- Men with metastatic noncastrate prostate cancer previously treated with docetaxel appear to benefit with respect to radiographic progression-free survival, but the answer is not yet conclusive. At 22.7 months, ADT plus apalutamide was associated with significantly longer radiographic progression-free survival (rPFS) and OS compared to ADT plus placebo. The effect of ADT plus apalutamide on rPFS was consistently favorable and statistically significant for most subgroups, including disease volume, Gleason score and metastasis stage (M0/M1) at initial diagnosis, but not previous docetaxel use (favored ADT plus apalutamide but was not statistically significant). It is anticipated that the long-term results will confirm the early findings. Median OS among men previously treated with docetaxel could not yet be estimated. Longer follow-up is needed. Apalutamide was FDA approved for use in the metastatic noncastrate prostate cancer population as of September 17, 2019. Discussions with patients should include the lack of long-term benefit data for men previously treated with docetaxel and the cost of apalutamide treatment.
Combination TherapiesRecommendation 2.1
- ADT plus abiraterone and prednisolone should be considered for men with noncastrate locally advanced non-metastatic prostate cancer, rather than castration monotherapy, due to the failure-free survival benefit per STAMPEDE. Radiotherapy to the primary was mandated in STAMPEDE for patients with newly diagnosed node-negative, non-metastatic disease and encouraged in patients with newly diagnosed node-positive, non-metastatic disease. Failure-free survival (time to the earliest of biochemical failure, disease progression, or death), was significantly improved for patients with non-metastatic disease treated with ADT plus abiraterone and prednisolone compared to those treated with ADT alone, even though ADT plus abiraterone was administered for two or less years to men with non-metastatic disease (Strong recommendation; EB-B-H).
- In resource-constrained settings where drugs such as abiraterone may not be available, combined androgen blockade using ADT plus a first-generation antiandrogen, such as flutamide, nilutamide, or bicalutamide, may be offered to men with locally advanced non-metastatic prostate cancer, rather than castration monotherapy based on recent meta-analyses. (Moderate recommendation; EB-B-H).
- For men with high-risk non-metastatic prostate cancer progressing after radical prostatectomy or radiotherapy or both, it is currently unclear whether enzalutamide (160 mg) plus leuprolide improves metastasis-free survival compared to enzalutamide monotherapy or placebo. Though recruitment is complete for the ongoing phase III EMBARK trial, which is designed to answer this question, results are not yet available. Thus, no recommendation can be made at this time.
Early Androgen DeprivationRecommendation 3.1
- Early (immediate) ADT may be offered to men who initially present with noncastrate locally advanced non-metastatic disease who have not undergone previous local treatment and are unwilling or unable to undergo radiotherapy based on evidence in one meta-analysis of a modest but statistically significant benefit in terms of both overall survival and cancer-specific survival among the larger population of men with locally advanced non-metastatic disease. (Moderate recommendation; EB-B-I).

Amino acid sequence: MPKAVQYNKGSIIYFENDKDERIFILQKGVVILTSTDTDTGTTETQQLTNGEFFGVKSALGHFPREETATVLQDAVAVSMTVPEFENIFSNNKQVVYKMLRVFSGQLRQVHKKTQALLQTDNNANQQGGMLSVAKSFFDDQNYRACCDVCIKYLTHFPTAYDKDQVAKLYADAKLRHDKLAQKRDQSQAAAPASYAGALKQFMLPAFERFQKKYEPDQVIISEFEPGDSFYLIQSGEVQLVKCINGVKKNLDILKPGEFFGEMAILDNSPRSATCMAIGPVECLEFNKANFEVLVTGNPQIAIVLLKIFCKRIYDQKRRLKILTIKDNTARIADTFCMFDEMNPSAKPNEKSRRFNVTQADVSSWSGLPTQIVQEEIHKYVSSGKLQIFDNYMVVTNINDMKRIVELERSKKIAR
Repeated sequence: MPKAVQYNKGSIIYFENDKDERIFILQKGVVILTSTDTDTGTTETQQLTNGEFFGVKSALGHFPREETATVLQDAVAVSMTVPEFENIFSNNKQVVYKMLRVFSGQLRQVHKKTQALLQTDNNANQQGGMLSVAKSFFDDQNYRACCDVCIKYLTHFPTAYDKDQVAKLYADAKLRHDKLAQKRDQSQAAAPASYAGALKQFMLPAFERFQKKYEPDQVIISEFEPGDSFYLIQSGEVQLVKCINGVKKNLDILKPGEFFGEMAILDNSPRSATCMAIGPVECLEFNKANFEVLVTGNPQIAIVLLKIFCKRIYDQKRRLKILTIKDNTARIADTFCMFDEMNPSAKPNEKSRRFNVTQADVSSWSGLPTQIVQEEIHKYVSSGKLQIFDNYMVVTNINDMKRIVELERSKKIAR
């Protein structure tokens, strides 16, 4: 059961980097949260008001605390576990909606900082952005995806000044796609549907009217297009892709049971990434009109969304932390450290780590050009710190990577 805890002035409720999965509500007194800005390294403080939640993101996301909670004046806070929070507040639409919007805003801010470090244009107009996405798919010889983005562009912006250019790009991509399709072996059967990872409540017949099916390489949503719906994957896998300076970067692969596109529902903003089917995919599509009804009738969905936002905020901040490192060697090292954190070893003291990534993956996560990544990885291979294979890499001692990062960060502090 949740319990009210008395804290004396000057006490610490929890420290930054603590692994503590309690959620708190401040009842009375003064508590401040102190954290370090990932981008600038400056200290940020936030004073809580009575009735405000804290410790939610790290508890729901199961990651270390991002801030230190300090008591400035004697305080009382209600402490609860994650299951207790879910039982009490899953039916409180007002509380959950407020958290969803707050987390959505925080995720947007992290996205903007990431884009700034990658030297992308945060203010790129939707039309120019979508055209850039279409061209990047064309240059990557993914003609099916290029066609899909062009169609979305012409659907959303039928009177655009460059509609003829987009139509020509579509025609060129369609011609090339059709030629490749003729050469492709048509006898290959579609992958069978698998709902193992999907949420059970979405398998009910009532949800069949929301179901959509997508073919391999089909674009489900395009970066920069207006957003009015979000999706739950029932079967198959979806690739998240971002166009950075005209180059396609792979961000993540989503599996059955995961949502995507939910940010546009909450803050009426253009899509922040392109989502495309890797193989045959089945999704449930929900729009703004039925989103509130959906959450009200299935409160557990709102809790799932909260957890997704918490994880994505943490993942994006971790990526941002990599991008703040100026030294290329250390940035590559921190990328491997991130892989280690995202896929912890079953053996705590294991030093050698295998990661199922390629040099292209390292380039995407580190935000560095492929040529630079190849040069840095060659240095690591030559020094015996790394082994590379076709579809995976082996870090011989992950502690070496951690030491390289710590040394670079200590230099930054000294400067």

- Discussions with patients regarding early ADT should include the risk of short- and long-term side effects. Deferred ADT is often preferred by patients who desire to avoid, or at least delay, potential ADT side effects. Consideration should be given to restricting deferred ADT to those patients who are asymptomatic.
- No recommendation can be provided at this time for men with PSA relapse after local treatment. Although existing studies suggest a potential overall survival benefit, additional research is needed since such studies were underpowered.
Intermittent Androgen DeprivationRecommendation 4.1
- Intermittent therapy may be offered to men with high-risk biochemically recurrent non-metastatic prostate cancer after RP and/or RT based on evidence in meta-analyses of the non-inferiority of intermittent androgen deprivation therapy (IADT) when compared to continuous androgen deprivation therapy (CADT) with respect to overall survival. This is further supported by evidence from four meta-analyses testing superiority. Low-risk biochemical recurrence after radical prostatectomy is defined as a PSA doubling time > 1 year and pathologic Gleason score < 8. Low-risk biochemical recurrence after radiotherapy is defined as an interval to biochemical recurrence > 18 months and clinical Gleason score < 8. High-risk biochemical recurrence after radical prostatectomy is defined as a PSA doubling time < 1 year or a pathologic Gleason score of 8–10. High-risk biochemical recurrence after radiotherapy is defined as an interval to biochemical recurrence < 18 months or a clinical Gleason score of 8–10. Active surveillance may be offered to men with low-risk biochemically recurrent non-metastatic prostate cancer (Strong recommendation; EB-B-H).
- Although men with noncastrate de novo metastatic prostate cancer were included in the studies reviewed for this clinical question, alternative standard of care therapies with proven survival benefits now exist, as outlined in Recommendation 1 to include ADT plus docetaxel, ADT plus abiraterone, ADT plus enzalutamide or ADT plus apalutamide. Similar support for these existing standards of care does not universally exist for men with LVD or those who develop M1 disease after prior local therapy, and further research is needed. No specific additional recommendation with respect to the use of IADT in the noncastrate metastatic prostate cancer population was possible at this time because IADT has not been studied in combination with additional cytotoxic or hormonal agents in this population.
- Patients considering IADT should be made aware of the potential benefits of IADT associated with the off-treatment intervals, such as reduced treatment side effects, quality-of-life benefits and lower cost. As patients on IADT require close follow-up, they must be motivated to adhere to frequent doctor visits for monitoring, even during off-treatment periods.